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(Die göttliche Ordnung)
Switzerland (2017) 96 minutes.
Genre: Crime/Drama
Directors/writers: Petra Biondina Volpe
Cast: Marie Leuenberger (Nora), Maximilian Simonischek (Hans), Rachel Braunschweig (Theresa)

Screening 5 February 2020 at Swindon Arts Centre


Nora is a young housewife and mother who lives in 1971 with her husband and two sons in a quiet Swiss village. Here little is known about the social upheavals of the 1968 movement. The village and family peace, however, dwindles as Nora begins to work for women's voting rights and organizes the women of her town to petition for the right to vote.


The Divine Order film screenshot

The year is 1970, and the suffragettes of Switzerland are marching for the vote. Yep. Swiss women only gained the vote in 1971 (and until 1985 a man could prevent his wife from working). With this good-humoured comedy- drama, writer-director Petra Volpe gives us the fictional story of a housewife who finds her voice during the Swiss referendum. Cleverly, her focus here is on small, ordinary lives, women who will never be remembered in the history books but who risk everything because something inside can’t, won’t allow them to remain silent.

Housewife Nora lives with her husband, two sons and miserable git father-in-law. “I don’t need to be liberated,” Nora says at the start of the movie. Her husband, Hans refuses to let her go back to work: “I won’t have my sons eating tinned ravioli.” At the same time, her teenage niece is branded a slut and sent to a young offender institution. Enough is enough: Nora teams up with a cigar-smoking elderly widow to campaign for a yes vote in the village. Her chief opponent is the local anti-women’s rights organiser – a handbag-wielding, Mary Whitehouse-style battleaxe.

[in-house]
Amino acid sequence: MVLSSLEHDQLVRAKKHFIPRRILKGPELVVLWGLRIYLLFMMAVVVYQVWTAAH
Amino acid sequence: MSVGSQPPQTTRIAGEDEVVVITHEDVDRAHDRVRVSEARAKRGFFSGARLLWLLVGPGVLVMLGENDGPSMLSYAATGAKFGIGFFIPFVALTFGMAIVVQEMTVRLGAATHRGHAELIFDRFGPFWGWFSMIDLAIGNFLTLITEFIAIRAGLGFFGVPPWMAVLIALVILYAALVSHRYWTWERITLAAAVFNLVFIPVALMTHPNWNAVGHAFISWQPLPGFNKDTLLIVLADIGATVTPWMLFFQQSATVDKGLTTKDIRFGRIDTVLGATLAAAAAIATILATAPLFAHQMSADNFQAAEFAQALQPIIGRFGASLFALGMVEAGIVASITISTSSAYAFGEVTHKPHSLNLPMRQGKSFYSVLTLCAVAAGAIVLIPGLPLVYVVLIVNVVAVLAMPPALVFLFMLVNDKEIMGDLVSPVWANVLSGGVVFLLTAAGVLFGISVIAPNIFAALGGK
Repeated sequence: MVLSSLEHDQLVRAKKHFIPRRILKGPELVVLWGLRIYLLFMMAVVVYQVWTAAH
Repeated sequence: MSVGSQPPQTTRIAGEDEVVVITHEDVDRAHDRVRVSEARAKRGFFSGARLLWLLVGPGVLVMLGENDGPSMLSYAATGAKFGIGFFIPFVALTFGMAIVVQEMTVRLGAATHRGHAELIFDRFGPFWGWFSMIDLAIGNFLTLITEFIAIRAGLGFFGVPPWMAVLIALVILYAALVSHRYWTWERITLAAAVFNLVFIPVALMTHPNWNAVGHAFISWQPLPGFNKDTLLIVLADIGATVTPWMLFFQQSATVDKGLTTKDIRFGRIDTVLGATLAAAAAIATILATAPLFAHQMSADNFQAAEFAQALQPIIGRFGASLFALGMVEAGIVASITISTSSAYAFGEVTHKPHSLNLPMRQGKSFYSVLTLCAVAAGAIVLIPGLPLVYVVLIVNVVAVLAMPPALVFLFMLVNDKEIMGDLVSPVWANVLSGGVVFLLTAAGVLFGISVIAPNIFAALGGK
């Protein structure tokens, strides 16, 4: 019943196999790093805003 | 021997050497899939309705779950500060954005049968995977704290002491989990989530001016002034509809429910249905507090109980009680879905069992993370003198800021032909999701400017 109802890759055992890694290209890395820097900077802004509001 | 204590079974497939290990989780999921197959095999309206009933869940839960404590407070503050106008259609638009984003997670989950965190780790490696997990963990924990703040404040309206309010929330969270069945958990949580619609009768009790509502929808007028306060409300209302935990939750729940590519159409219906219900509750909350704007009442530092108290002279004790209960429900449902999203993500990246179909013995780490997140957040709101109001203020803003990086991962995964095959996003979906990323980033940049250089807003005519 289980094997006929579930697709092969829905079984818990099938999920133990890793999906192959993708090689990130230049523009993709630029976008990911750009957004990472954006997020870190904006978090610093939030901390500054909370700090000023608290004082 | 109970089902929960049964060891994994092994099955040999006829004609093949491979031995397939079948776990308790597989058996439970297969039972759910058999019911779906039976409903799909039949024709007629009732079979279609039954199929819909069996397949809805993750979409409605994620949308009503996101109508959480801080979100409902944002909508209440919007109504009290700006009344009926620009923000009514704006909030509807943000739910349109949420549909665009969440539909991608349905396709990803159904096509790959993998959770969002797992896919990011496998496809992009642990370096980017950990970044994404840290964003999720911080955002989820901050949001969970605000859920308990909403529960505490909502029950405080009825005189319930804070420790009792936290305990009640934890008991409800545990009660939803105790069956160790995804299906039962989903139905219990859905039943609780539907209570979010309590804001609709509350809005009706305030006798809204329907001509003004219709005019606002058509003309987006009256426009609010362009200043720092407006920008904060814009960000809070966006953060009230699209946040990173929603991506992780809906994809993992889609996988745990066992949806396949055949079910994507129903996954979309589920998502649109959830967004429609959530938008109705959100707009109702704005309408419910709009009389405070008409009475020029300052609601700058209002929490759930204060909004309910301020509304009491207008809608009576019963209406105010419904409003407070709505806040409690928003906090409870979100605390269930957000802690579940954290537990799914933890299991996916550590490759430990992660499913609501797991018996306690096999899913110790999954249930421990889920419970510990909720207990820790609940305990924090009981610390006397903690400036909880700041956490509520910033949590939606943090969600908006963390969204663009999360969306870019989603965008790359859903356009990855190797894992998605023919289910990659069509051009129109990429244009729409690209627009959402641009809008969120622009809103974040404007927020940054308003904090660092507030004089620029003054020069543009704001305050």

Cath Clarke, The Guardian

... The movie centres on Nora (Marie Leuenberger), who, like most of the town’s women, has been cowed into keeping her opinions to herself. “The more we push, the more the men do what they want,” she tells a pamphleteer encouraging approval of the referendum. Nora’s days consist of caring for her children, indulging her proudly retrograde father-in-law and yearning to take a job that would break the monotony. If Nora’s name weren’t enough of a nod to Ibsen, her husband, Hans (Max Simonischek), addresses her as “my little bird.”

But soon Nora is moved to act. Nora’s rebellious teenage niece (Ella Rumpf) is sent to reform school and then, after she runs away, to prison. Nora reads up on the inequities of Swiss marriage law. A small act of defiance against the town’s leading female anti-suffrage finger-wagger (Therese Affolter) wins her an ally in a feisty widow (Sibylle Brunner), and soon an Italian restaurant owner (Marta Zoffoli) joins them. Their growing movement culminates in a strike that brings the town to a halt. The Divine Order illustrates how peer pressure can influence the political process. Collective silence, whether it’s from women unwilling to publicly press for their rights or men afraid to voice agreement with their wives for fear of looking weak around co- workers, proves more of an obstacle than any opponent.

Ben Kenigsberg, New York Times

Film Facts

  • Switzerland's submission to the Foreign Language Film Award of the 90th Annual Academy Awards.
  • Winner of the Best Global Cinema award at the San Diego International Film Festival in 2017.
  • Although Swiss women were granted the right to vote in 1971, it wasn't until 1981 that Swiss voters approved an equal rights amendment to their constitution. And, until 1985, women still had to legally obtain their husband's approval if they wanted to get a job.